Saw “A Single Man” last night and it’s a genuine revelation. In that I consider the book to be Isherwood’s greatest achievement I was (to put it mildly) rather alarmed that a fashion deisgner like Tom Ford had gotten ahold if it. But I was greatly cheered by the reviews from Venice. In the end it’s far better than I could ever have imagined. Ford understand Isherwood perfectly and has — I would guess somewhat inadvertently — made a fiercely political film about love, loss and Gay Rage. Colin Firth is Fuck PERFECT as George, Isherwood’s alter ego — a college professor whose lover of 16 years (the scrumptious Mattew Goode) has been killed in an automobile accident a few months before the action proper begins (his death is recalled in a nightmare tha opens the film. The book was inspired by the fact that back in the early 60’s Chris thought he was losing Don.
He had “given Don his freedom” to go out an explore himself sexually, which was runnign parallel to establishing himself professionally. For outside of a brief fling with the ever-naughty George Platt Lynes, Chris was the only man Don had ever known. So Don was in London and Chris was at home in L.A. and it suddenlyocurred to him that he might lose Don. And his next thought was “It would be as if he had died.” Then he began to wonder what it would be like if Don indeed suddenly died — and so he wrote the book.
As befitting a Fasionista all looks lovel. A critical colleague has already invoked Wong Kar Wai — whcih is fine with me. But Ford is less drifty-dreamy than Wong. The most importat scenes in this regard are one where he ubraids his friend Charley (the always wonderful Julianne Moore) a bitter divorcee with whom he had a youthful fuck or two) for dismissing his 16 years with his lover as not being “real.” The other is a flashback to when he got the phone call from his lover’s brohter telling him that the death had taken place a few days before, thought “he ought to know” and infoims him that we is not invited to the funeral.
HOW MANY GAY MEN HAVE GOTTEN THAT VERY SAME CALL?!!!
Don is in it in a cameo and is listed as “creative cosultant.” No surprise as the set of George’s house is quite like Chez Isherwood-Bachardy. And it’s plain Ford checked with Don about EVERYTHING.
I’m sure I don’t have to remind anyone at this point that this film is not to be missed. I look forward to waht Ford may film next, cause this sure as hell isn’t a “one-off.”
A little-known Canadian film, Cassandra Nicolaou’s SHOW ME.
Michael Cuesta’s L.I.E. (Long island expressway) which revealed excellent Paul Dano, in 2003.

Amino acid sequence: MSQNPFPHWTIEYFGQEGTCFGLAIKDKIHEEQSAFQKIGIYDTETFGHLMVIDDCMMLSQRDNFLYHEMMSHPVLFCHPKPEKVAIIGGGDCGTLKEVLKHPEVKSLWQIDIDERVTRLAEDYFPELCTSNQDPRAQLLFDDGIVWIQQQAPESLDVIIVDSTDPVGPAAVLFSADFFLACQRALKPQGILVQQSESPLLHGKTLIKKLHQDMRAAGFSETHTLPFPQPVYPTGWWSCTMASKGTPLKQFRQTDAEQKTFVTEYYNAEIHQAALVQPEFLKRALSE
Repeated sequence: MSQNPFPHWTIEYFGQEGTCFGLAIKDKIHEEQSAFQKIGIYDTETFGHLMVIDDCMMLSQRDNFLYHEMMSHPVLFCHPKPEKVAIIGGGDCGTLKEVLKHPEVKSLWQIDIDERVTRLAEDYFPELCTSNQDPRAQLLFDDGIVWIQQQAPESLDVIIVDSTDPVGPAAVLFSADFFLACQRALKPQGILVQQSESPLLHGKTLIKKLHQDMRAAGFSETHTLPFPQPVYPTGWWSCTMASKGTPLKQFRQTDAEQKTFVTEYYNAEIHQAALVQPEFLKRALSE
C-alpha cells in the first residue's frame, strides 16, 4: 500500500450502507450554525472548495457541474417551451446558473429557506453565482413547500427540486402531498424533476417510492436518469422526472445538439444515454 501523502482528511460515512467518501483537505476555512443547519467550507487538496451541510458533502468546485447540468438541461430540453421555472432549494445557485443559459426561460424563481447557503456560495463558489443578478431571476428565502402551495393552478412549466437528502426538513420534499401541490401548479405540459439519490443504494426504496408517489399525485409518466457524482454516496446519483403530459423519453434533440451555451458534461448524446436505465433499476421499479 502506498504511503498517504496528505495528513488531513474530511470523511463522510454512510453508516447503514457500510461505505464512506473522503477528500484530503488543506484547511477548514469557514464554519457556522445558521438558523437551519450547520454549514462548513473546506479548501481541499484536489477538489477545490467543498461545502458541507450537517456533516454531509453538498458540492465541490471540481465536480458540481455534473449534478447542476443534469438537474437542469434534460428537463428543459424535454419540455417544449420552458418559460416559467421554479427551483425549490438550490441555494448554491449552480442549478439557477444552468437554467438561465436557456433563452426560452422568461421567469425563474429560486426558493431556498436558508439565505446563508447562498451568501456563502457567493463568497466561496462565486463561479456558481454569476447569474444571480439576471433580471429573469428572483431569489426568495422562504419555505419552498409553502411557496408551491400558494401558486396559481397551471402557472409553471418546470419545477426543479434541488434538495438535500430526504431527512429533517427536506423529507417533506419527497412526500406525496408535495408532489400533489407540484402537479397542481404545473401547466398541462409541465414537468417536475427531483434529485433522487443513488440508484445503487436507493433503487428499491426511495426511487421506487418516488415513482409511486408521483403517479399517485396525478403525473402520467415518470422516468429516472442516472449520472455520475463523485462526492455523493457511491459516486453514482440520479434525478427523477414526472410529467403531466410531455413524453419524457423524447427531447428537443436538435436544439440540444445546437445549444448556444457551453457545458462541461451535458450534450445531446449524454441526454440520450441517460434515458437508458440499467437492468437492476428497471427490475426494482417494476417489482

An interesting film : Tiresia, from french director Bertrand Bonello, 2003.
I love Isherwood’s work, so I definitely want to see A SINGLE MAN.
I also want to read my way through all his novels again, something I haven’t done since circa 1980.
I know this thread is ancient, but I must affirm that Derek Jarman’s THE ANGELIC CONVERSATION is the sexiest gay film I’ve seen (though its arcane style is not for most tastes) and TO PLAY OR TO DIE is certainly one of the most devastating.
Too many posts to read this whole thread.
Would the Warhol/Morrissey trilogy count? (FLESH, TRASH, HEAT)
Then there’s Kenneth Anger, SCORPIO RISING and FIREWORKS… Maybe more.
Possibly aspects of SALO… Fellini’s SATYRICON. I’d have to give a look at what else I own to come up with more…
I’ve watched quite a few of the movies mentioned in this stream of dialogue.
My personal favorites are:
Law of Desire—by Pedro Almodovar. Antonio Banderas plays a gay man in that.
Maurice—I like that the rich upperclass young man decides to be in a relationship with a lower class young man. Very coming of age story.
La Cage Aux Folles— the french version is so much better than the american adaptation “The Birdcage.” My partner Mike likes Nathan Lane in the american version.
Before Night Falls—moving film about an expatriate Cuban writer who writes his memoirs about Cuba.
Kiss of the Spider Woman—John Hurt and Raul Julia are brilliant in this film.
Lost Languange of the Cranes— I read the book and liked the movie just as much.
Hannah Free—a lesbian film filmed in Chicago where we live in a house owned by Tracy Baim who runs the Windy City Times, a gay newspaper. Sharon Glass is great in this.
The Hours—I loved the book as well as the movie. Meryl Streep deserved an Oscar for playing Clarissa Vaughan, the lesbian friend of a poet dying of AIDS in time when people in the U.S. died of AIDS.,
The Torch Song Trilogy—Harvey Fierstein.
Mambo Italiano—finally a gay comedy drama were no one suffers tragically.
Object of Affection—I read the book and liked the movie. The Gay teacher in the story is very interesting and funny.
Milk—Harvey Milk was very important, because he was in politics and out and suffered for it.
Howl—James Franco playing Allen Ginsberg is brilliant. You can read my blog on my profile page about Franco hosting the Oscars.
Love! Valor! Compassion!—the characters in this are so vivid and real
Priscilla, Queen of the Desert—all the characters in this film are colorful. The drag queen costumes won an Oscar!! Fabulous.
There’s so many more that I’ve seen and love. Like Longtime Companion, Trick, Basquiat(This one has the best Andy Warhol ever!!) and of course, Capote—Philip Seymour Hoffman won a well deserved Oscar playing Capote.
Peace and Best Wishes,
Ruben Santos Claveria
3345 W. Hollywood
Chicago, IL 60659
Read my blog at: www.RubenandMike.Blogspot.com
Read my book of poetry for free at: www.Ruben.Openhill.com